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N2 - PURPOSE: The current study evaluated attenuation changes for proven renal neoplasms between the corticomedullary and the nephrographic phases of a contrast-enhanced computed tomographic (CT) scan as a possible means for differentiating these tumors from the cysts of the kidney when high-density renal masses are detected on a CT scan that does not include a noncontrast baseline. METHODS: We retrospectively reviewed the CT scans performed on 20 patients with 21 biopsy-proven renal neoplasms, which had been done using standard contrast-enhanced computed tomography only. Attenuation values for the 21 renal neoplasms and for 23 simple cysts, used as an internal control, were measured and recorded from the 2 phases of enhancement. The difference in attenuation between the 2 phases of enhancement for each mass was calculated. Data for the neoplasms and cysts were compared with published data for enhancement changes for proven high-density renal cysts. RESULTS: The mean absolute value change in attenuation between the corticomedullary and the nephrographic phases for renal neoplasms was 22 Hounsfield units (HU) (range, 1.0-48 HU) and 1 HU (range, 0.1-3.3 HU) for simple cysts. Only one renal neoplasm (5%) changed to less than 10 HU. CONCLUSIONS: Almost all renal neoplasms studied had an attenuation change of more than 10 HU, either increased or decreased, between 2phases of a contrast-enhanced CT scan separated by 50 seconds. The results suggest that if the attenuation of a renal tumor changes by more than 10 HU between phases of a contrast-enhanced computed tomography, then the diagnosis of renal neoplasm is very likely. High-attenuation renal masses which change less than 10 HU between the corticomedullary and tubular phases are most likely high-density cysts, but neoplasm is possible.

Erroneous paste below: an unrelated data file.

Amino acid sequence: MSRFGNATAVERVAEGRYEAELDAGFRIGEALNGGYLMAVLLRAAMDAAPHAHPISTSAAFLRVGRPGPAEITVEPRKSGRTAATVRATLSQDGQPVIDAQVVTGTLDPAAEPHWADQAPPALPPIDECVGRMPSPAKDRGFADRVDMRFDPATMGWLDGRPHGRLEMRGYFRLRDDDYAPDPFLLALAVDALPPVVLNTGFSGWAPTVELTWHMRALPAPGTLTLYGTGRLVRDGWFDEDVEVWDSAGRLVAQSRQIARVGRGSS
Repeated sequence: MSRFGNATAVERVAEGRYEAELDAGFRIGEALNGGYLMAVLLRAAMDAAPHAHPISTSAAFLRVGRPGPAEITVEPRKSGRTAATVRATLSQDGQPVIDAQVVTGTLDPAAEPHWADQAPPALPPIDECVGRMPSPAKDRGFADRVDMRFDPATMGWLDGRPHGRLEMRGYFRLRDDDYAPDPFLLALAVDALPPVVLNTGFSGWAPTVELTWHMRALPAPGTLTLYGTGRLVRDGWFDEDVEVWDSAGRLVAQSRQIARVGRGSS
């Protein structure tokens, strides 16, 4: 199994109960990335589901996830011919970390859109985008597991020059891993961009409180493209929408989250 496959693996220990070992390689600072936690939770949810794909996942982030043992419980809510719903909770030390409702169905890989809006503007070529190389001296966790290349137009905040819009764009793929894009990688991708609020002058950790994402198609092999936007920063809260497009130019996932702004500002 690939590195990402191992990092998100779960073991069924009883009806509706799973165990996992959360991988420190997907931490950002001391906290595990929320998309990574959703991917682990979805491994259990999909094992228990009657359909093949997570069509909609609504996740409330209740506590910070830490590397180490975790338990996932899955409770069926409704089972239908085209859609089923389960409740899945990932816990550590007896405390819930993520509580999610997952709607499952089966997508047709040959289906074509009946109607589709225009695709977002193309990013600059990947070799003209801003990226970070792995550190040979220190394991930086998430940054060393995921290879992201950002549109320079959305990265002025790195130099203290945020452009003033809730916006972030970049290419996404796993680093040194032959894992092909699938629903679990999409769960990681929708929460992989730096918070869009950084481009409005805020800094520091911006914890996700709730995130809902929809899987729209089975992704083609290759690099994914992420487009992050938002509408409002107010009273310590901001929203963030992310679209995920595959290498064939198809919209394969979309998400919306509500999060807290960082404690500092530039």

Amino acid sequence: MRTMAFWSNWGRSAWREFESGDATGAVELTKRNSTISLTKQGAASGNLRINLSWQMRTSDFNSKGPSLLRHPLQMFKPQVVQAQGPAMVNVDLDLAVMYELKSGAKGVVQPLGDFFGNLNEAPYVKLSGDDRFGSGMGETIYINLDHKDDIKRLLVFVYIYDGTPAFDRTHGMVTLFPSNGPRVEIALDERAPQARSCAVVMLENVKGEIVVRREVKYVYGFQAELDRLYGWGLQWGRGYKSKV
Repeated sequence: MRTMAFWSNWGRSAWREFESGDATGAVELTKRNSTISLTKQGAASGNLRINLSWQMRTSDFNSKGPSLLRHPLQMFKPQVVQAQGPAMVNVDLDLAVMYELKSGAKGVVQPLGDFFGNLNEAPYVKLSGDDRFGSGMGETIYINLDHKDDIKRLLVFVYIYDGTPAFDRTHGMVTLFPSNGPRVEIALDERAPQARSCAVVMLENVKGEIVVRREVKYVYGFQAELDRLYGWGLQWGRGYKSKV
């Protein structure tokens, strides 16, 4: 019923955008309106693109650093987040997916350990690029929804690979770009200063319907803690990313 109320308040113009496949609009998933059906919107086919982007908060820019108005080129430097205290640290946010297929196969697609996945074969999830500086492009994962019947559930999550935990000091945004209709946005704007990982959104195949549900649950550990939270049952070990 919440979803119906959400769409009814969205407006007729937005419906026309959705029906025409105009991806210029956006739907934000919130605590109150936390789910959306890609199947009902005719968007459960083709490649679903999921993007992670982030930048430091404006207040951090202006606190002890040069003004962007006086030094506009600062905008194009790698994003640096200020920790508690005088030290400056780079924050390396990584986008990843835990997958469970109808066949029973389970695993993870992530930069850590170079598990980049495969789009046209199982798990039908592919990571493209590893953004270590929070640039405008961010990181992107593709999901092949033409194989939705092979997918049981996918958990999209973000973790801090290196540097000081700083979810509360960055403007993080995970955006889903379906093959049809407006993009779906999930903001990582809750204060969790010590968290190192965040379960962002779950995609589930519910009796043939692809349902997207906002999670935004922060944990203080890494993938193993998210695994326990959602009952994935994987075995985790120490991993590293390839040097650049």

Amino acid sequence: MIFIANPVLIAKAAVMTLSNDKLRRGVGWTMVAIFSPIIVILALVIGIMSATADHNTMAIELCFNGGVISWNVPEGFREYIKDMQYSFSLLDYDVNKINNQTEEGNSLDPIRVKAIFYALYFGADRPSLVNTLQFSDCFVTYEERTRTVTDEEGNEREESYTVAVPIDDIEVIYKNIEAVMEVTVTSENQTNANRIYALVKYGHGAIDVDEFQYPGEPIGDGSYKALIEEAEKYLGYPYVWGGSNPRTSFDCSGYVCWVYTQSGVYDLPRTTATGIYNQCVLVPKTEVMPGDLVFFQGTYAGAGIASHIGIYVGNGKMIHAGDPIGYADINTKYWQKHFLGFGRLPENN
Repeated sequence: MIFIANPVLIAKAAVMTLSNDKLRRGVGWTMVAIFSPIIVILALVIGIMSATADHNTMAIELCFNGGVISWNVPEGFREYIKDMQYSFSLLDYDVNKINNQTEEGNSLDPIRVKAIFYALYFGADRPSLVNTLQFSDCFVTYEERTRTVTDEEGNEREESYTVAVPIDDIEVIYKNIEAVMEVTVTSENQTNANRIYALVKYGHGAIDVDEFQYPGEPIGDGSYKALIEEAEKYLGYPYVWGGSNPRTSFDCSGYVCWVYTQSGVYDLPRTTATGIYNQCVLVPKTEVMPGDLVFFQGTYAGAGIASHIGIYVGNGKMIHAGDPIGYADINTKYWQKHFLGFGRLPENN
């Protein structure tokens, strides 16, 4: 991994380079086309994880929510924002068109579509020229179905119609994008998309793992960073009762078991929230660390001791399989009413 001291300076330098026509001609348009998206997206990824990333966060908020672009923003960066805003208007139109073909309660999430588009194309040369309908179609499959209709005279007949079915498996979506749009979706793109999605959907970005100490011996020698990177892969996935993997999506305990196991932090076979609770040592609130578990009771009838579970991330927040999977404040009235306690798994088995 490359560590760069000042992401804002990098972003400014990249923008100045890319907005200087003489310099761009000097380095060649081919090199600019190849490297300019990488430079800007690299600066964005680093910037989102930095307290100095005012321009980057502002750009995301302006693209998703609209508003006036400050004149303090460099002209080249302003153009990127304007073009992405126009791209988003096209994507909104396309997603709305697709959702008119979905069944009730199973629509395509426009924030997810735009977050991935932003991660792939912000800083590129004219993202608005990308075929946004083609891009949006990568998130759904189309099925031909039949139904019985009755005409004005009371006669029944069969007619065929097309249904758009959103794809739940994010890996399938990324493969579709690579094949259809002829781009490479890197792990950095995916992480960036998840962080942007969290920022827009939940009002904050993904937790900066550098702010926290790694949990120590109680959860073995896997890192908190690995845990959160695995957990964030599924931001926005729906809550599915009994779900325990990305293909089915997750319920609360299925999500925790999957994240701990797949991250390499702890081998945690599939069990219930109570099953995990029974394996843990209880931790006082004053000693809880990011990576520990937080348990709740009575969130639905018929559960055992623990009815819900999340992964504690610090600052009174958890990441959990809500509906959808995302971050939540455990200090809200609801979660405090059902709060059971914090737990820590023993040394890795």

AB - PURPOSE: The current study evaluated attenuation changes for proven renal neoplasms between the corticomedullary and the nephrographic phases of a contrast-enhanced computed tomographic (CT) scan as a possible means for differentiating these tumors from the cysts of the kidney when high-density renal masses are detected on a CT scan that does not include a noncontrast baseline. METHODS: We retrospectively reviewed the CT scans performed on 20 patients with 21 biopsy-proven renal neoplasms, which had been done using standard contrast-enhanced computed tomography only. Attenuation values for the 21 renal neoplasms and for 23 simple cysts, used as an internal control, were measured and recorded from the 2 phases of enhancement. The difference in attenuation between the 2 phases of enhancement for each mass was calculated. Data for the neoplasms and cysts were compared with published data for enhancement changes for proven high-density renal cysts. RESULTS: The mean absolute value change in attenuation between the corticomedullary and the nephrographic phases for renal neoplasms was 22 Hounsfield units (HU) (range, 1.0-48 HU) and 1 HU (range, 0.1-3.3 HU) for simple cysts. Only one renal neoplasm (5%) changed to less than 10 HU. CONCLUSIONS: Almost all renal neoplasms studied had an attenuation change of more than 10 HU, either increased or decreased, between 2phases of a contrast-enhanced CT scan separated by 50 seconds. The results suggest that if the attenuation of a renal tumor changes by more than 10 HU between phases of a contrast-enhanced computed tomography, then the diagnosis of renal neoplasm is very likely. High-attenuation renal masses which change less than 10 HU between the corticomedullary and tubular phases are most likely high-density cysts, but neoplasm is possible.

KW - Contrast enhancement

KW - CT

KW - High-density cyst

KW - Renal cell carcinoma

KW - Renal neoplasm